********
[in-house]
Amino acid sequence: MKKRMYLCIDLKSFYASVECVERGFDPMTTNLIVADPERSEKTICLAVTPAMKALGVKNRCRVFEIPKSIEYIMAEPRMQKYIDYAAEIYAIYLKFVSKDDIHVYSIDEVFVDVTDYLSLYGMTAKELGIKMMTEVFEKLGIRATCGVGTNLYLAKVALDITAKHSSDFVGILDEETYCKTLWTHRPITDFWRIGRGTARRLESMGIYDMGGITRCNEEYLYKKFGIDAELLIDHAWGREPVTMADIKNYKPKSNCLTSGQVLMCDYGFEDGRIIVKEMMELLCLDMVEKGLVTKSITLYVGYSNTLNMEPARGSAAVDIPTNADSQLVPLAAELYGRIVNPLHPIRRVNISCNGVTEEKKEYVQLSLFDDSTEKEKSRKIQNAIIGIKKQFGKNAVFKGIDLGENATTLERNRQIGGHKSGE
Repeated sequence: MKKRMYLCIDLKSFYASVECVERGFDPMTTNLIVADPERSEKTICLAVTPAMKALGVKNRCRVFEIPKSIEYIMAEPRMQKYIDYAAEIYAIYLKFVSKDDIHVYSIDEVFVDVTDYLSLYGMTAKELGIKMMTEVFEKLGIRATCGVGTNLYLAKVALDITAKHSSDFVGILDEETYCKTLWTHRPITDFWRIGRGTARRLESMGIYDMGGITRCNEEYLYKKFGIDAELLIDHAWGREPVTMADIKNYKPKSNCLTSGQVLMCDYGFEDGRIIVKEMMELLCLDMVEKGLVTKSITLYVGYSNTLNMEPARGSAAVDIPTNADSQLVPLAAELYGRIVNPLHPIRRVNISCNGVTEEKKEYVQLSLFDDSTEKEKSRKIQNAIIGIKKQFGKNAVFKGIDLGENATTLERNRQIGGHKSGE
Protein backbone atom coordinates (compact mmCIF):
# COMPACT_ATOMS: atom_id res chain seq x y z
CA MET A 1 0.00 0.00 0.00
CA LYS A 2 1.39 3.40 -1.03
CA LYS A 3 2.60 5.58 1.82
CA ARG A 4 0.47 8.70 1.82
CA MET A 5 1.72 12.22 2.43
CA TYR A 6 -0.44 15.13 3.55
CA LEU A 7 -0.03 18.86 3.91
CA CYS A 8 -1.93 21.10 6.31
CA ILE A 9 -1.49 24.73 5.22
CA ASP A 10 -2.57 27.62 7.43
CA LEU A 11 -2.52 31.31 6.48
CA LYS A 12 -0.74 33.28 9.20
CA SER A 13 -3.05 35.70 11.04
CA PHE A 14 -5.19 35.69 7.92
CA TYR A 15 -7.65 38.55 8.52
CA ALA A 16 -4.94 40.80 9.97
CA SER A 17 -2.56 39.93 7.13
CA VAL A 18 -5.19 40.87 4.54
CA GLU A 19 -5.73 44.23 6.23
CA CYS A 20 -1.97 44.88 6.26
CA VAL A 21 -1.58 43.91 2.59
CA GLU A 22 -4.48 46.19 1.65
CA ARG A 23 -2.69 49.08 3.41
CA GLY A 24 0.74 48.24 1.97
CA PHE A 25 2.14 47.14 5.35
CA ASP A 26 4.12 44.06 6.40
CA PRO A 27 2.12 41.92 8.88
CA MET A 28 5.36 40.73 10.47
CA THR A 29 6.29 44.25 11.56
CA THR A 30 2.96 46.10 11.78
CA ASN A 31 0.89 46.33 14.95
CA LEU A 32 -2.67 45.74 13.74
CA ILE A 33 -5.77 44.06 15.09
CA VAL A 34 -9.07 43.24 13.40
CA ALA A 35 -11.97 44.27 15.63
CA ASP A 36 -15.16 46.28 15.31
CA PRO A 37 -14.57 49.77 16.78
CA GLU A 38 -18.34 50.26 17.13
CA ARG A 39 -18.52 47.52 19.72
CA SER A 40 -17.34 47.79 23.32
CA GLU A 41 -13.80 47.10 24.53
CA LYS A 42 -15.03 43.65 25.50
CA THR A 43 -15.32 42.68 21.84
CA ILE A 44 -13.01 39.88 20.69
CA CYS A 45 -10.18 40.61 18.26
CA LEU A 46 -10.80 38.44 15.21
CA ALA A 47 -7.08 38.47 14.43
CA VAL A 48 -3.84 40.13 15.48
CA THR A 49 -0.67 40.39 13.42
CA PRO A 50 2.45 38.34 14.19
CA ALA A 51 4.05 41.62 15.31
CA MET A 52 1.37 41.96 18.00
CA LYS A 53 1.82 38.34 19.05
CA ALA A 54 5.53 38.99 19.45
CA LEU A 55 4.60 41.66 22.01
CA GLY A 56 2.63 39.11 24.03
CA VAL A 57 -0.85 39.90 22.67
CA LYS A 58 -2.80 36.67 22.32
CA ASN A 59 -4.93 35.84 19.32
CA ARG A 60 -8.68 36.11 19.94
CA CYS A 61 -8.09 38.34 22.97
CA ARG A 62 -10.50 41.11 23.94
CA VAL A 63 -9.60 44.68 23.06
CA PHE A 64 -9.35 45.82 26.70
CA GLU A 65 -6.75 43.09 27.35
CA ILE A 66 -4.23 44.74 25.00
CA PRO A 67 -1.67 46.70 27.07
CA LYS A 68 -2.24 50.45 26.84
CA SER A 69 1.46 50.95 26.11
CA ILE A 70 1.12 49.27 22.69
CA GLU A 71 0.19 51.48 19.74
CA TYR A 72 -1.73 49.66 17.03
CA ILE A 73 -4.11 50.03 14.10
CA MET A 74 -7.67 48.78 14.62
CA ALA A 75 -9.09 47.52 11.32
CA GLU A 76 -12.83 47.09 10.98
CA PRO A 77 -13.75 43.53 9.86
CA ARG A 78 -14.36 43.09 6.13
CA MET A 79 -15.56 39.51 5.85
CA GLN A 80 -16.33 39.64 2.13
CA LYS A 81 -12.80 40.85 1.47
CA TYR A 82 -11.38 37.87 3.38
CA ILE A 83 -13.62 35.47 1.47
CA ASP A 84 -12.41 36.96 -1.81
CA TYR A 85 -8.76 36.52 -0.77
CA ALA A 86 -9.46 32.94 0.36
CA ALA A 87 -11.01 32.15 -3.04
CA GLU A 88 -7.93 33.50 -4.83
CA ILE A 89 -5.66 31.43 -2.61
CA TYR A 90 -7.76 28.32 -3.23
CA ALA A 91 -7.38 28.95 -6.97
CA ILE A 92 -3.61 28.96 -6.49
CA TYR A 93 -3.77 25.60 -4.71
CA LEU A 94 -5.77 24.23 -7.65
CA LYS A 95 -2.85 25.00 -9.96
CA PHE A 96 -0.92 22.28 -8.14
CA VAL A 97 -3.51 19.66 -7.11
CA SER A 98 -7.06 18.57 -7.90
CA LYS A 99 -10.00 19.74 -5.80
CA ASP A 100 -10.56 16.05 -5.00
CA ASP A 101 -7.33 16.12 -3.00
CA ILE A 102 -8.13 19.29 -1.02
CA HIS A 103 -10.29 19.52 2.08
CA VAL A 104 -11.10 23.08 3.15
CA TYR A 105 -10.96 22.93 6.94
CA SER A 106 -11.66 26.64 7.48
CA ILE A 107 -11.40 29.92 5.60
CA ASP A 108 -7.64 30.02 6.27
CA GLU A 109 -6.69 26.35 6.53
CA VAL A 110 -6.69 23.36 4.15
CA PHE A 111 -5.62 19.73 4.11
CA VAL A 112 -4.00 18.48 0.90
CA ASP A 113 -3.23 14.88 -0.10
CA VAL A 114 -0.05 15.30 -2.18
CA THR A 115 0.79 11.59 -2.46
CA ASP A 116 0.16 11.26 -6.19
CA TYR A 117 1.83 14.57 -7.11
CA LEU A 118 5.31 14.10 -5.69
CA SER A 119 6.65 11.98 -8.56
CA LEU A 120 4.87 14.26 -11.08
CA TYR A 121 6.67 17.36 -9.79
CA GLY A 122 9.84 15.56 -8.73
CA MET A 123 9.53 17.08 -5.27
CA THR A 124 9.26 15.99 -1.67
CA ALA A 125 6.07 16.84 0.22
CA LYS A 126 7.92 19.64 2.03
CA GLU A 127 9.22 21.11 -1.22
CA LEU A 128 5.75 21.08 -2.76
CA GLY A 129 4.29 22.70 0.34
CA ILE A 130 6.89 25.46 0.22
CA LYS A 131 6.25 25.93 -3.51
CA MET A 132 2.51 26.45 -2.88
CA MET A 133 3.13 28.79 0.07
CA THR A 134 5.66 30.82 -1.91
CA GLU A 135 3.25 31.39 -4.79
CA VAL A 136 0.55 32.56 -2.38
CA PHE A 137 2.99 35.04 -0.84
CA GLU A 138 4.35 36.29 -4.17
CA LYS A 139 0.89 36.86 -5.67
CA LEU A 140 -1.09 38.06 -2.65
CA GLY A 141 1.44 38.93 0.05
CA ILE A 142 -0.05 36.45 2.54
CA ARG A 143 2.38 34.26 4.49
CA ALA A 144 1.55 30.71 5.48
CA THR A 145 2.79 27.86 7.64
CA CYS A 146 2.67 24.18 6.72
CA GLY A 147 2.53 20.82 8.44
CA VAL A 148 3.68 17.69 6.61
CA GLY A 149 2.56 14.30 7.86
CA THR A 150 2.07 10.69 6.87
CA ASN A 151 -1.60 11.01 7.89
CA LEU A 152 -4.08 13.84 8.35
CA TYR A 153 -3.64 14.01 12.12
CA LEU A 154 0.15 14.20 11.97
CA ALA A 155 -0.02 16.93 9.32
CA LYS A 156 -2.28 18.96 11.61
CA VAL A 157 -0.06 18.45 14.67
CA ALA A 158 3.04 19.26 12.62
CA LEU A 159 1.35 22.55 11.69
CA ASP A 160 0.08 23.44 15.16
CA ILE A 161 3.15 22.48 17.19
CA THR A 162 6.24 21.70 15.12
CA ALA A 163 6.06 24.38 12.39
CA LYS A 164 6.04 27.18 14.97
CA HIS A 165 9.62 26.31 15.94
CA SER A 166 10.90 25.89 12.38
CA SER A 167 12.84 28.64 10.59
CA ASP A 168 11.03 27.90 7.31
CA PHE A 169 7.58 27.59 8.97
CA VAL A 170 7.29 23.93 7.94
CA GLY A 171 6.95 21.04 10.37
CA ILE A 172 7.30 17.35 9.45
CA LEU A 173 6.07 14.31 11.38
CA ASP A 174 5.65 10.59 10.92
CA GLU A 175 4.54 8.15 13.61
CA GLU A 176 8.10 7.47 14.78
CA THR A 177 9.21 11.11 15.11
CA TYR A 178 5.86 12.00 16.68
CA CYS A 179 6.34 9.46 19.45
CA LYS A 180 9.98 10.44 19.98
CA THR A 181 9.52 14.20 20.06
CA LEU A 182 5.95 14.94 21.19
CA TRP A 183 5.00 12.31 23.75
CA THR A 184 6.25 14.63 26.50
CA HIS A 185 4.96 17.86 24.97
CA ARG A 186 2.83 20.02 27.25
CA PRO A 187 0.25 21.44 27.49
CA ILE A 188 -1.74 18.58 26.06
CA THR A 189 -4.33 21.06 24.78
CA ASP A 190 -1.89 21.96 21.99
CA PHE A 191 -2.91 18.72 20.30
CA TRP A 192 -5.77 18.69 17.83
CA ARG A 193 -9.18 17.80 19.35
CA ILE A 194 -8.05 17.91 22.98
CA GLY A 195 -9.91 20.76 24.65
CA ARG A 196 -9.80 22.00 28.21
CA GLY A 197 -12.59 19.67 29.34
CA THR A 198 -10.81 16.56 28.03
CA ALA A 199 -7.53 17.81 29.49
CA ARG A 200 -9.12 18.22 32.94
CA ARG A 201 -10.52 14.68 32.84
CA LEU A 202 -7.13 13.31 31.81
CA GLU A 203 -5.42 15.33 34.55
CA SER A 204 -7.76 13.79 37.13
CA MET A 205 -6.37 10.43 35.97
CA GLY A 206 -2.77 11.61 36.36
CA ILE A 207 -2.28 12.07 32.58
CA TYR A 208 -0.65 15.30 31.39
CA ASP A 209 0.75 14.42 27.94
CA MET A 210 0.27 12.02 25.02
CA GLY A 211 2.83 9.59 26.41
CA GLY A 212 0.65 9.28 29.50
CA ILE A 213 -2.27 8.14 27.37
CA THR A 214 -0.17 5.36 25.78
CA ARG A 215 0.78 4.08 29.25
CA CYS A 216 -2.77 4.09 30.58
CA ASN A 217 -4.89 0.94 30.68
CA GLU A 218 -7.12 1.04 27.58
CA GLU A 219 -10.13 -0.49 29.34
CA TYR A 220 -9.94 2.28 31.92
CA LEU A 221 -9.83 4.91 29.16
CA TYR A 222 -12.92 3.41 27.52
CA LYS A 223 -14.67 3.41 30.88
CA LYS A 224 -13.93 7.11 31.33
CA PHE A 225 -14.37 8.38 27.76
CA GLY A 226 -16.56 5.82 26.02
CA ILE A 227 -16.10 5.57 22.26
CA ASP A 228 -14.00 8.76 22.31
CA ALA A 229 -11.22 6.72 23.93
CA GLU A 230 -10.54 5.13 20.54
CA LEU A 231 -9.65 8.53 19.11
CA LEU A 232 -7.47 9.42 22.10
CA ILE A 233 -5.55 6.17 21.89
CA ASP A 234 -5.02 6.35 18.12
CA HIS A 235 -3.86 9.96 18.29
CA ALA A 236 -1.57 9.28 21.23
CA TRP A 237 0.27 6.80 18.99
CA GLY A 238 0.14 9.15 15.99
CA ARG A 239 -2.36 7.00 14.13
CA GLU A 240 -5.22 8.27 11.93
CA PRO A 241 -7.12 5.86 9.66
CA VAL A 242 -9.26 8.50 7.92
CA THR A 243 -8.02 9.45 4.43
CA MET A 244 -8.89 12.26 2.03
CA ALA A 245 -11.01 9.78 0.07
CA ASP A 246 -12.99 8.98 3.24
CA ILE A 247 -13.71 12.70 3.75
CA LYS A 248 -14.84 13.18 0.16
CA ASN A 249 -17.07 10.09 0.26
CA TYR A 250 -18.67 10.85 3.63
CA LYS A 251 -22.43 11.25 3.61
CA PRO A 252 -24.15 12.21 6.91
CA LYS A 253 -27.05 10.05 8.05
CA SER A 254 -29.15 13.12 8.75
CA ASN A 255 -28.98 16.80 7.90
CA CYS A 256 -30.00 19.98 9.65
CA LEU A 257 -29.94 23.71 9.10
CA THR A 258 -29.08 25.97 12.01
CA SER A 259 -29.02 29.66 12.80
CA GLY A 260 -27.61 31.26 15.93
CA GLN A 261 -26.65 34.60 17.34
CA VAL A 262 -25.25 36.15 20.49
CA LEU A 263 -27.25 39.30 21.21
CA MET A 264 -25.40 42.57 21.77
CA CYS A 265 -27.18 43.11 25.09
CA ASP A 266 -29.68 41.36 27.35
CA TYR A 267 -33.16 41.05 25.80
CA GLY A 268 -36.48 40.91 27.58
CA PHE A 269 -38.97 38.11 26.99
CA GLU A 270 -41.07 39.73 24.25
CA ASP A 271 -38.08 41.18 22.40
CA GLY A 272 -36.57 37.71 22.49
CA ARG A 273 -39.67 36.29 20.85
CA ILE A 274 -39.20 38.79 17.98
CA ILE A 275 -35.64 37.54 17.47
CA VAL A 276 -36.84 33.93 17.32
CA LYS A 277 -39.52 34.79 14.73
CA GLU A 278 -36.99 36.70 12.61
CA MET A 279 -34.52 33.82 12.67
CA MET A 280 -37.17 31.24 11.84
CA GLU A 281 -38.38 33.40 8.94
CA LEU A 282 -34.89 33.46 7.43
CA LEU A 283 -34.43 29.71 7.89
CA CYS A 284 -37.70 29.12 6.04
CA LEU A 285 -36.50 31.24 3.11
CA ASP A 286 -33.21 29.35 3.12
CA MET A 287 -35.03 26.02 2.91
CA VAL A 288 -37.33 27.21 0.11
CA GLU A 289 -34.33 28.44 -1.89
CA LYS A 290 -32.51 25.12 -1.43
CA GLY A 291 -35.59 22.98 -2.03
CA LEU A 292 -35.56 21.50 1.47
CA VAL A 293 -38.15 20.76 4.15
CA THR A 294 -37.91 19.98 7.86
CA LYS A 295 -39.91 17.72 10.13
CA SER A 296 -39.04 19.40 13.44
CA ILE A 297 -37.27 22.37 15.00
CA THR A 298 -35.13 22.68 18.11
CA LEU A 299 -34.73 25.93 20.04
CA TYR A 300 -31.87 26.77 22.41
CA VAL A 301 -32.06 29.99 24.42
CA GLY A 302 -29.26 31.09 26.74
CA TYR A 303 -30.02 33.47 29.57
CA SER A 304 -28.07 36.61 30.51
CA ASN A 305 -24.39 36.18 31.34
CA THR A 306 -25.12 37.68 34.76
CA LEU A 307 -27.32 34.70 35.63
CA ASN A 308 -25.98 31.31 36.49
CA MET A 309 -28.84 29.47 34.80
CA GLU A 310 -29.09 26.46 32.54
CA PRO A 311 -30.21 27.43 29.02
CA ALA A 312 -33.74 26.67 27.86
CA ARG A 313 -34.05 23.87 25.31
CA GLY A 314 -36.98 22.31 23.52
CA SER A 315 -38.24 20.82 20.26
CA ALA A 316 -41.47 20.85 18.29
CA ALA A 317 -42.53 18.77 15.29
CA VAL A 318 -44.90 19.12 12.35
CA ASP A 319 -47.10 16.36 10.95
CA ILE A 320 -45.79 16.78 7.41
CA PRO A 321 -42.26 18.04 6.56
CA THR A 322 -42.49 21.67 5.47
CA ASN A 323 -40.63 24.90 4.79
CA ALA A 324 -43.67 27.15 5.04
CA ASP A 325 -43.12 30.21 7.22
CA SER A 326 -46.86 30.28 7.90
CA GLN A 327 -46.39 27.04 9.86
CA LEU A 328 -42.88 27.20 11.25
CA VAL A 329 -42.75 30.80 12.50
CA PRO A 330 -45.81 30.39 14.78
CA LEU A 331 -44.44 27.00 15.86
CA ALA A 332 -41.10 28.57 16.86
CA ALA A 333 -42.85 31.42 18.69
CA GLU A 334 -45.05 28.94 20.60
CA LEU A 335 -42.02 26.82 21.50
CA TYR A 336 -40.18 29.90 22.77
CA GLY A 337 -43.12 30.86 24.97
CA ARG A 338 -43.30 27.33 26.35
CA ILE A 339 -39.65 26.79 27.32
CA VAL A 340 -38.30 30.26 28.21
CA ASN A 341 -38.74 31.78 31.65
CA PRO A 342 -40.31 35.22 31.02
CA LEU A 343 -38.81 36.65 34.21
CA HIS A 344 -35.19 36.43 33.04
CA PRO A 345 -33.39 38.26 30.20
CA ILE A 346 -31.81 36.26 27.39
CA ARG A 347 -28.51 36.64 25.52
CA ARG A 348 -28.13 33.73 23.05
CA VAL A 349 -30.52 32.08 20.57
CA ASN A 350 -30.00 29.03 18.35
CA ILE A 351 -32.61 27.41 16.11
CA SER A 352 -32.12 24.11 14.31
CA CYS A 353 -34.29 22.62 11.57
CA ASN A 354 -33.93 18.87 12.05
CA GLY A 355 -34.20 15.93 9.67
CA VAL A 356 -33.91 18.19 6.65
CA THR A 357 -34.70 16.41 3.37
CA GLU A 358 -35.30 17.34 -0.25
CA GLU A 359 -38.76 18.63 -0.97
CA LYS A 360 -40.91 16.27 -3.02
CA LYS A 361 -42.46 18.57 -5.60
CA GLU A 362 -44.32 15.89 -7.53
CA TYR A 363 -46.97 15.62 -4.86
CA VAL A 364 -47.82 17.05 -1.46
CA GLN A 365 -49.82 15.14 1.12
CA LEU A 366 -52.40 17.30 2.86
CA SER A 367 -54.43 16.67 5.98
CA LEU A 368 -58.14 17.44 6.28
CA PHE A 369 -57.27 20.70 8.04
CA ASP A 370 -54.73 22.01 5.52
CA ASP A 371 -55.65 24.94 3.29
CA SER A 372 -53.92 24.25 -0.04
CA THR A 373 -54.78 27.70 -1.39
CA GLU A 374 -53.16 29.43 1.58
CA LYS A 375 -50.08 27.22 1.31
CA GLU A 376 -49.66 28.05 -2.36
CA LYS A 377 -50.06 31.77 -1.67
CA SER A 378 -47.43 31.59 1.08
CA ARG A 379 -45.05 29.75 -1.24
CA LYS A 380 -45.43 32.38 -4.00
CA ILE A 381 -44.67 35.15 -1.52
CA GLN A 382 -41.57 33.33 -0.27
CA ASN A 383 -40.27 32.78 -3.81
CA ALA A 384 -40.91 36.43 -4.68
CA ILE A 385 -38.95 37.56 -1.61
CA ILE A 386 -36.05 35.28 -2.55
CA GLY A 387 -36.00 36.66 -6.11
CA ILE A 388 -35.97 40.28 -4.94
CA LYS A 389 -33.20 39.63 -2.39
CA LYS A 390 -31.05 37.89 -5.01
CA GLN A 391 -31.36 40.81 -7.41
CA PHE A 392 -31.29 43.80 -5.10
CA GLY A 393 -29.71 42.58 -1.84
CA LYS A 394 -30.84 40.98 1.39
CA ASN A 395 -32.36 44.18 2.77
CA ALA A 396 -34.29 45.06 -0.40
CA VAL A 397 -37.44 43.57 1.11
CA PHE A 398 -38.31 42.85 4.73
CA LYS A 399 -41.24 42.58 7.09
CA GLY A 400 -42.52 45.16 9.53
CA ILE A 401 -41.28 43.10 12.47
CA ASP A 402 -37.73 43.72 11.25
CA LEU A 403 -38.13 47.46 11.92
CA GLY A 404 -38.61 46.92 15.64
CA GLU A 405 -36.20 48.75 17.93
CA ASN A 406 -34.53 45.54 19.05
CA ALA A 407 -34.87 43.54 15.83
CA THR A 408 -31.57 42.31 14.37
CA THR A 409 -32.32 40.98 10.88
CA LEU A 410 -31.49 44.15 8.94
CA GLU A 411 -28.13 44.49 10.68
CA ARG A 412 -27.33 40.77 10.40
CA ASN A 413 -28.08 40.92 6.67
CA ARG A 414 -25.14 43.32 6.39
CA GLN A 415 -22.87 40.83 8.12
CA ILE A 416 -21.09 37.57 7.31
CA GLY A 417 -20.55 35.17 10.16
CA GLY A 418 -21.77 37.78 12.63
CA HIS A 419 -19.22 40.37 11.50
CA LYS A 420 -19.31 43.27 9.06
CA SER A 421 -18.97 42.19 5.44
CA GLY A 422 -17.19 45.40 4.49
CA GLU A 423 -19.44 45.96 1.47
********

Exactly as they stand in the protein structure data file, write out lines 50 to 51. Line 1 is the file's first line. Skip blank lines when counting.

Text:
CA CYS A 45 -10.18 40.61 18.26
CA LEU A 46 -10.80 38.44 15.21